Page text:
Make Your First Festival Show Rock! Are you playing your first green-field music festival or outdoor show soon? Not quite sure how it all works on the other side of the 'Artists Only' sign? Don't worry; help is at hand. My name is Andy Reynolds, a concert tour manager & live sound engineer. In this printed, paperback, mini-guide, I will give you my tips on making the most of your first festival slot. I have toured with bands and singers for more than 25 years, and work on loads of open-air, 'green-field' type festivals, such as Glastonbury, Roskilde, Coachella and Bonaroo, each summer. I know how bands can have a good show at a festival - and how they can mess up their chances by not being prepared for that all -important music festival slot. It is very important to your musical career that your festival appearances happen with no hitches, dramas or technical problems. Audiences go to music festivals to see and hear great bands. If they happen to catch you, and you are totally on fire, playing a great set and full of confidence, those people are likely to become fans. There is so much competition at each festival, and every band has that once chance to ignite the crowd, even if they are a well-known and successful act. None of the bands can afford to be ill-prepared or leave things to chance. But you need not worry about any of that - you will hit the stage looking like a pro after reading this book!
When Latin Americans think of high art they do so primarily in terms of literature and the visual arts. In addition, the study of the first three centuries has until recently taken the back seat in the standard literature dealing with the music of that part of the world. This trend must be reversed for the lands south of the border to arrive at a broader understanding of their place in the world culture. This book attempts to redress the situation by providing the curious layman and the serious researcher with the tools to further clarify the role of cultivated music in the early life of the Ibero-American countries. It surveys the available historical data on personalities, events, and institutions that shaped the history of art music in Ibero-America (that is, its Spanish-speaking countries and Brazil) between the arrival of the Europeans in 1492 and 1850. This study of Music and Music Activities in Ibero-America to 1850 emphasizes historical data rather than musical analysis. Folk and popular music are mentioned only to the extent that they have affected the cultivated strains of Ibero-American music. Of interest to music historians and students of Ibero-American culture.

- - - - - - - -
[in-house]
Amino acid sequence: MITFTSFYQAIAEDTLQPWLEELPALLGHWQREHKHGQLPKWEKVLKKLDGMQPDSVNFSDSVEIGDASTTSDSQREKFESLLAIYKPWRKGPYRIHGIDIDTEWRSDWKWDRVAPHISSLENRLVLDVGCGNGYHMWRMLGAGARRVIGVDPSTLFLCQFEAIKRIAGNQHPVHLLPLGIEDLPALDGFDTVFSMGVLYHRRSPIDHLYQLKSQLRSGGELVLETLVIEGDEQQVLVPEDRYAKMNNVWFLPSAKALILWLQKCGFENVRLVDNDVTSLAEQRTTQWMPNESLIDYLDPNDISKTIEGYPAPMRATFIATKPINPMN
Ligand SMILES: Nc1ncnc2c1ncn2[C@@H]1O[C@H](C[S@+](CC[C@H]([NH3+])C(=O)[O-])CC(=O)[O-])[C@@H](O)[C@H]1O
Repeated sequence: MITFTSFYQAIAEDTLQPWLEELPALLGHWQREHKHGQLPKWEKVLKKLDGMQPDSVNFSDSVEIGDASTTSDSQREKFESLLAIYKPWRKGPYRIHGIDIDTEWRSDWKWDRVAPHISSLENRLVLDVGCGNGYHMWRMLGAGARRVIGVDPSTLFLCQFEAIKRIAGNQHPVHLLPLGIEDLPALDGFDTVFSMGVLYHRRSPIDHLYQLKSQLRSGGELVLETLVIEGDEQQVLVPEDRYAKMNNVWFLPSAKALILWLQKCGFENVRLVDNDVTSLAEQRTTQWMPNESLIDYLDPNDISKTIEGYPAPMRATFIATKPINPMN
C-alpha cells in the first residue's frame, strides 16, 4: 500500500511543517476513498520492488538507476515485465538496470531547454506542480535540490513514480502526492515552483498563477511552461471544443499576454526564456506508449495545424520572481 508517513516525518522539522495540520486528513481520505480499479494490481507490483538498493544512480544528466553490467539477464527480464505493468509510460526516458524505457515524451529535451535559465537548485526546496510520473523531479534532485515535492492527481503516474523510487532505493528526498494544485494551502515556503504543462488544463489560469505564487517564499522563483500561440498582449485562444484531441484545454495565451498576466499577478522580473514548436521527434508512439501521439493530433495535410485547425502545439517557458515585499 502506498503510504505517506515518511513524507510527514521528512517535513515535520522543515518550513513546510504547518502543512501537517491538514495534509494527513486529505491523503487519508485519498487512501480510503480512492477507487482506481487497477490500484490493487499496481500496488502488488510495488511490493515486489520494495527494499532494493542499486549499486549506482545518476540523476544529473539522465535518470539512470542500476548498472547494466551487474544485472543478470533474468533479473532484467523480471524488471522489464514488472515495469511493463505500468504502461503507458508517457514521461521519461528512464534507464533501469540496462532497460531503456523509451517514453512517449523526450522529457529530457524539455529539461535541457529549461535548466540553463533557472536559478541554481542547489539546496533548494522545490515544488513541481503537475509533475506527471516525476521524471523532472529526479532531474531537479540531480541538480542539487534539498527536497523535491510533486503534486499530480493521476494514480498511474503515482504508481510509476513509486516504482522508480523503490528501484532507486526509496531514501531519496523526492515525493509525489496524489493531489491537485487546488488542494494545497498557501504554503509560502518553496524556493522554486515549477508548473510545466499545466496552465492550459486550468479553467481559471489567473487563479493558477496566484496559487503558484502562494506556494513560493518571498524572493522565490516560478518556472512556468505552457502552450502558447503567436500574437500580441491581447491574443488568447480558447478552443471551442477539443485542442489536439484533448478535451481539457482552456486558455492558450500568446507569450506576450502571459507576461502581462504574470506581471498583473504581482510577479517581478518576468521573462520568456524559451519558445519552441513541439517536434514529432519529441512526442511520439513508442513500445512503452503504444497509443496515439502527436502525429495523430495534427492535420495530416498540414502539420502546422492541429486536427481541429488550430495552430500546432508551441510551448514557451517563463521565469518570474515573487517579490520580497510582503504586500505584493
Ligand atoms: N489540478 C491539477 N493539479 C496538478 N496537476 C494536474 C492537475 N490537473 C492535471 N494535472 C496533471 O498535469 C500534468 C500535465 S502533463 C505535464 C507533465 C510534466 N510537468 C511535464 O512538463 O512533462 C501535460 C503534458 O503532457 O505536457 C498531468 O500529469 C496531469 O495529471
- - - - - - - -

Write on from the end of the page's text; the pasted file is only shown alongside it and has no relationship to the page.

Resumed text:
What's a mother to do, besides dishes and dinners and dirty laundry? Being a mom is one of the very best "jobs" a woman can have, but sometimes it would be nice to slip away for a conference with other moms, right? Grateful mom, and now grandmother, Margery Kisby Warder invites readers to a "virtual" retreat that fits any mom's schedule and nearly every budget. Margery believes we need never outgrow our imaginative gifts, so she's prepared a "women's event" that an attendee holds in her hands. Of course a few friends could gather while little ones are preoccupied and discuss what the virtual guest speakers told about their lives as mothers. Who wouldn't want to hear from Eve? From Mrs. Noah? How about listening to wealthy Sarah and the lessons she's learned after giving birth to Isaac when she's ninety? These celebrity women of the Bible will the the presenters - but if you put the book down, you can come back to the very last word she spoke. Why, that may even be almost as good as getting together with other gals for a ladies' time away. The price of the ticket to this event is whatever you paid for the book. The worth? That depends upon how much you gather from the speakers, the author's comments, and the scriptures that are printed within the book for your easy access to them. Come on, get comfortable, the festival for women is about to begin and no one is going to take that spot reserved for you.
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